Like last year, I took a few days off to try and coincide with the annual Spring migration. Typically, I will travel to several places of interest in an effort to find and photograph as many species as humanly possible.
This year was slightly different… I spent every hour of my time off at Peach Hill Park. It has been the place that I’ve always had great success, and this year I was even more prepared. I had a majority of the bird calls (especially warblers) down pat, plenty of food, water, bug spray and sunscreen.
2013 did not disappoint. Let me tell you about my amazing time at what can arguably be called the best place to bird watch in Dutchess County in Spring.
The first day out was Sunday, May 12th. It was a day that may go down in local history as the best birding day ever. This was a legendary day that I will not forget in my lifetime. The number of birds singing was unbelievable, and it lasted for hours and hours. Other birders from the Ralph T. Waterman Bird Club were also there. We looked like the paparazzi with all of our telephoto lenses!
In total, I had 67 different species, including 17 species of warblers. One of those warblers was a ‘life’ bird for me, the Cape May Warbler. Other notables included Blackburnian Warblers, Blackpoll Warblers, Tennessee Warblers, Northern Parula, both species of cuckoos (heard only) and scarlet tanagers.
When I returned for the second day on May 13th, it was the direct opposite. Silence filled the park, with the exception of the summer residences. Could migration be over so soon? The morning temperature was close to freezing, so that might have played into it. With a keen eye though, we could see that the birds were still here, but simply not singing. At this point we realized that we would have to work hard for our sightings.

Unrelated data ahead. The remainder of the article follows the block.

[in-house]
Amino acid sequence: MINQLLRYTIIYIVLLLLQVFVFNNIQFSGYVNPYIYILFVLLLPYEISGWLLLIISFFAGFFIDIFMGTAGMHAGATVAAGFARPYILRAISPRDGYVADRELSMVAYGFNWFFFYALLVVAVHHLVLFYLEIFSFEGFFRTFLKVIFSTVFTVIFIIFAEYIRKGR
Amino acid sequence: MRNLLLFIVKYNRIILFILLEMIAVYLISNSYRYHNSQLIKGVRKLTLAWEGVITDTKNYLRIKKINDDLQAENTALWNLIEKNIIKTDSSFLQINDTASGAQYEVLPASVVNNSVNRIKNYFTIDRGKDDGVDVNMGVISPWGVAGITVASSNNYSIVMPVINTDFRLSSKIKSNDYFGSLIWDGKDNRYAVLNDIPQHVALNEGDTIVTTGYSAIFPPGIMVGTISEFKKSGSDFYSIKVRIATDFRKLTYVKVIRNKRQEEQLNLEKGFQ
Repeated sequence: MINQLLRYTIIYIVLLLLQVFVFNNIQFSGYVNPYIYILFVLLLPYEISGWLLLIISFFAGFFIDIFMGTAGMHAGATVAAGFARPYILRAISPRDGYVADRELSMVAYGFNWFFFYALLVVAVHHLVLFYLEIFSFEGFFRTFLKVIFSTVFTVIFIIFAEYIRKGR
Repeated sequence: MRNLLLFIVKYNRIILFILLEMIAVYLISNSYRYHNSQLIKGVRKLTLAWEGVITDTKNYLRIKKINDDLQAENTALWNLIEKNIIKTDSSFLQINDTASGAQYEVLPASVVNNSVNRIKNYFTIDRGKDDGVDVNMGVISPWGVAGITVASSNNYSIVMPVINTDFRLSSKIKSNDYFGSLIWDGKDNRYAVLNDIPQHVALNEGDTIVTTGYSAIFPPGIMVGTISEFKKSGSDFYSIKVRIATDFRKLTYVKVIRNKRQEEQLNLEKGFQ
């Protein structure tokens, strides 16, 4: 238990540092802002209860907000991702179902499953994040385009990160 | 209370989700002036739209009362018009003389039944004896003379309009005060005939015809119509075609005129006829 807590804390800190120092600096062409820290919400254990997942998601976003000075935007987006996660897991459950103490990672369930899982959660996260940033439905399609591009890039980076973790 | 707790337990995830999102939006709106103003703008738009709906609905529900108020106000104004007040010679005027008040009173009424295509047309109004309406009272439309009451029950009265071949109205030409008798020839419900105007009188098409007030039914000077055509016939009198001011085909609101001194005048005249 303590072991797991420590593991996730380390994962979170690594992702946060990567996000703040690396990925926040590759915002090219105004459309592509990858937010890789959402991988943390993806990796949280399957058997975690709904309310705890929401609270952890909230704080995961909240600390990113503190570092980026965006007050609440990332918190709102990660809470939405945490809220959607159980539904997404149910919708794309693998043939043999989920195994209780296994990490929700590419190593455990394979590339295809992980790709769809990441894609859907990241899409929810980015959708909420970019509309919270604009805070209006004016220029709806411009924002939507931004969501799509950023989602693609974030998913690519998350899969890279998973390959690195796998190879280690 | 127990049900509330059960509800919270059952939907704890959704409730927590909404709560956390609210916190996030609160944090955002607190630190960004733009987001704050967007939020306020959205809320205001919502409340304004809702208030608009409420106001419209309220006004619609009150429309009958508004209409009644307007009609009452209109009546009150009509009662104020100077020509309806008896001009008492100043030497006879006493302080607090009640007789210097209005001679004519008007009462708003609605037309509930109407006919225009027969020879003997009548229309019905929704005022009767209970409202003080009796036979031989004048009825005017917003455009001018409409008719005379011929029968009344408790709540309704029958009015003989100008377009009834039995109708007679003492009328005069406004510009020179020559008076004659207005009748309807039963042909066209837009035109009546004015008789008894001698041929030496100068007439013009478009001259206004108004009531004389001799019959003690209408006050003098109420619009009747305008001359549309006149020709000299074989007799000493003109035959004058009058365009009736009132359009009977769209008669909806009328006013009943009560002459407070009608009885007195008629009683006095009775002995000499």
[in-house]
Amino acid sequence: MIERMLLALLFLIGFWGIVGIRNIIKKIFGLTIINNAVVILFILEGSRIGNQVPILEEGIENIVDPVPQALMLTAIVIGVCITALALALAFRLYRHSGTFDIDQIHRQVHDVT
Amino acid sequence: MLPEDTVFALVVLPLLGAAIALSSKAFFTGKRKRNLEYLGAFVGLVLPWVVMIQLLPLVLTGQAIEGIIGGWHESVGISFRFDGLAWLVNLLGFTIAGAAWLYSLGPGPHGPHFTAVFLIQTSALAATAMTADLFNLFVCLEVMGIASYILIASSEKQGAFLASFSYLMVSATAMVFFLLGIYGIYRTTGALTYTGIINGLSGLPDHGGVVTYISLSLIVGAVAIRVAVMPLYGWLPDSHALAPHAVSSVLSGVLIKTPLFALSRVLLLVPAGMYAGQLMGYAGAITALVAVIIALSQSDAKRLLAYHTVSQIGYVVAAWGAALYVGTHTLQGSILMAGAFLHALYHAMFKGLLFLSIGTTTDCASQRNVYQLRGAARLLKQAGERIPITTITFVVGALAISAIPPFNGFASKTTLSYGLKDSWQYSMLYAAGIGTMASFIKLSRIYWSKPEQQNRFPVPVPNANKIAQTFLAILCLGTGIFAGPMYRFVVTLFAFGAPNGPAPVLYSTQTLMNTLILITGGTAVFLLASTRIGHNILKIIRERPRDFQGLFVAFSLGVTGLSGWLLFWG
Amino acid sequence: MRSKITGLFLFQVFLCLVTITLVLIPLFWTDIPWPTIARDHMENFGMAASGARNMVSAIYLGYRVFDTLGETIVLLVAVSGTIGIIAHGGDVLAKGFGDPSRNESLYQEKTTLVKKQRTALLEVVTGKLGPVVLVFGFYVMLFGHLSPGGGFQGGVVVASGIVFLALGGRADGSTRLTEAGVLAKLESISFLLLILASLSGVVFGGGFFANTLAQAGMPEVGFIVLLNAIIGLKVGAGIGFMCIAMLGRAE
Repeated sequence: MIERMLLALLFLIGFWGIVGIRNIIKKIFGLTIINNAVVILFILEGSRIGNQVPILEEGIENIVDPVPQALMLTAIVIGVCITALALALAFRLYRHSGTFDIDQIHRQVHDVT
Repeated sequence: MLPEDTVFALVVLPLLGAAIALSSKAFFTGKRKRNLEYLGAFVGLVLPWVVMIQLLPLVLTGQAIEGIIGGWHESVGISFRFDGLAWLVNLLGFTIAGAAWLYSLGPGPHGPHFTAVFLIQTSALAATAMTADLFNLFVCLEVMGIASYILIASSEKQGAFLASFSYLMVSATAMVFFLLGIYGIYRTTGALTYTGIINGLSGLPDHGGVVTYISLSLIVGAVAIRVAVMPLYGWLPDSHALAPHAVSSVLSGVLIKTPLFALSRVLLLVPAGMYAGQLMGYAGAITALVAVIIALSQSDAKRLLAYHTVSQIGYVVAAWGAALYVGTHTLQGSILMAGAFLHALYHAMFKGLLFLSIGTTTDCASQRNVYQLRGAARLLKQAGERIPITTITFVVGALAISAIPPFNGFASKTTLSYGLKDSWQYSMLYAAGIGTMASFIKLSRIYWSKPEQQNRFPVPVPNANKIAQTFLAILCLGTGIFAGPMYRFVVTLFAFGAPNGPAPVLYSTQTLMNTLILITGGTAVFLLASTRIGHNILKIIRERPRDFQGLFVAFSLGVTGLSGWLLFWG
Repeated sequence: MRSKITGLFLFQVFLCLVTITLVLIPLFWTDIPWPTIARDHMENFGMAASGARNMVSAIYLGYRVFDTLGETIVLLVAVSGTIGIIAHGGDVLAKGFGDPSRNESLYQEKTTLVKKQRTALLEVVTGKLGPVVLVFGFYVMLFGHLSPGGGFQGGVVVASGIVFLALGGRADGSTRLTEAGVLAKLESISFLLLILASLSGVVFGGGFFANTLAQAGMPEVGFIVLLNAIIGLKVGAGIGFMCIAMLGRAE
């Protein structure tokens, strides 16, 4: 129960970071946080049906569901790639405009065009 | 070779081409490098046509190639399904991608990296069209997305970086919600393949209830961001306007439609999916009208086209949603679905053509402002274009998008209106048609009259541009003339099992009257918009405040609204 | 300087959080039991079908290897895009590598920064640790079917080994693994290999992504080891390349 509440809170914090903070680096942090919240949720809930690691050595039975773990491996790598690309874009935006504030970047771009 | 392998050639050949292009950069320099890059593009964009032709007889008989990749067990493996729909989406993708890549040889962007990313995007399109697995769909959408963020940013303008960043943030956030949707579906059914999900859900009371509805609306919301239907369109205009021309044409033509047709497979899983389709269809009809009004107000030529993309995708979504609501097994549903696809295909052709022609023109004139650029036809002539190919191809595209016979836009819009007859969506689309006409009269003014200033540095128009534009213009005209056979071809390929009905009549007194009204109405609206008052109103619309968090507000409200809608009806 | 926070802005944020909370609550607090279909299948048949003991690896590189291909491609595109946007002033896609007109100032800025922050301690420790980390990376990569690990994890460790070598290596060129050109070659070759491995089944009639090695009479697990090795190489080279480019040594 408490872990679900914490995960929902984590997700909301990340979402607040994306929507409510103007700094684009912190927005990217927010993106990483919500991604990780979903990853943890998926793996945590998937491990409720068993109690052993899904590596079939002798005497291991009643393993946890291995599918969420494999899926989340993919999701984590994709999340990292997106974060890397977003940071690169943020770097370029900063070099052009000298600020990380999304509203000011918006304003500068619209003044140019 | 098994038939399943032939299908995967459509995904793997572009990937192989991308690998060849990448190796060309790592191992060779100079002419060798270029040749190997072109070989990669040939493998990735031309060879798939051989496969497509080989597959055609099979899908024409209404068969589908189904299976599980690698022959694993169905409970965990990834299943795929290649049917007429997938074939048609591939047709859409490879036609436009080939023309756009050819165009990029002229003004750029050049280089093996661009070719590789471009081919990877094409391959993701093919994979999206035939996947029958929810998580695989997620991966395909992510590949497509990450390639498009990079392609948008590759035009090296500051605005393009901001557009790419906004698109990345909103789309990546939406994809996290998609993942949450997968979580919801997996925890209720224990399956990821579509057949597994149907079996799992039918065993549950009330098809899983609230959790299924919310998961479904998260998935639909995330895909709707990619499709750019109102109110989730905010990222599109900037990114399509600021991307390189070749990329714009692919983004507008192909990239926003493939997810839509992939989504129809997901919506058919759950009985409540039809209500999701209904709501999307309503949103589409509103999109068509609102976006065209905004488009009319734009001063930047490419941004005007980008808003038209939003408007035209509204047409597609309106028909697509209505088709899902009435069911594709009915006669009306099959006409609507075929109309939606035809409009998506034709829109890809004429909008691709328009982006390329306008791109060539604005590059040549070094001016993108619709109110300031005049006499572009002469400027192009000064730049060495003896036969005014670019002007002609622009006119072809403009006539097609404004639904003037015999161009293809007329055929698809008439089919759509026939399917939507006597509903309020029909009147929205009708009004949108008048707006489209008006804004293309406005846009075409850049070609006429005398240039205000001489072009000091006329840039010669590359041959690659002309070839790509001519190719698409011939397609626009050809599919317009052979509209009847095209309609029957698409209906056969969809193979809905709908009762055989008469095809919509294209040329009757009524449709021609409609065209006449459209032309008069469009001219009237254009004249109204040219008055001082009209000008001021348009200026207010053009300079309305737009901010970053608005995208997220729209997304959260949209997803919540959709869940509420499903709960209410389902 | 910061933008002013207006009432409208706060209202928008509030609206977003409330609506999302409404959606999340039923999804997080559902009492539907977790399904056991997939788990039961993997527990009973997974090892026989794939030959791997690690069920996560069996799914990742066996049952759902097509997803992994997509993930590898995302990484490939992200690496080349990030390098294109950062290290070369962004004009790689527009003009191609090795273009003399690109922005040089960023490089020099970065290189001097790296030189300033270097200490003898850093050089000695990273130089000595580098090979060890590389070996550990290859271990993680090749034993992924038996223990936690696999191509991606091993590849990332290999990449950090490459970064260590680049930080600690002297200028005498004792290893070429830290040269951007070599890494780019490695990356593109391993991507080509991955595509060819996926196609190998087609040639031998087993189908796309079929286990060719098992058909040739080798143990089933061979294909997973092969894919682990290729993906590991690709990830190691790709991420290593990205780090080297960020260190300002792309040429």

Once again, it paid off. We continued to see Cape May Warblers, and also had a brief appearance by a Bay-breasted Warbler as well! We also had a Bald Eagle soaring high in the sky, and a pair of Common Ravens! The day ended with 50+ species of birds again, with several new ones on the day.
The final day, May 14th, was a mix of both days. Migrants were singing, but they were very difficult to locate. We once again discovered a few Cape May Warblers and Bay-breasted, plus we heard the arrival of Nashville Warblers. Sadly, they remained hidden all day.
At this point, I was pretty sore. I was sunburned, blistered, and worn down to the point where I could have fallen asleep on a picnic table for a few hours. I had logged a full 24 hours at Peach Hill Park in three days after all. It’s an unpaid full time position I will gladly accept every year though.
I am going through the massive amount of pictures I took during my time there. I hope you liked the few I posted here, but there are plenty more to share later.
I don’t have nearly as much time to post daily like I used to, but I appreciate everyone’s continued interest in Local Exploration and my exploits.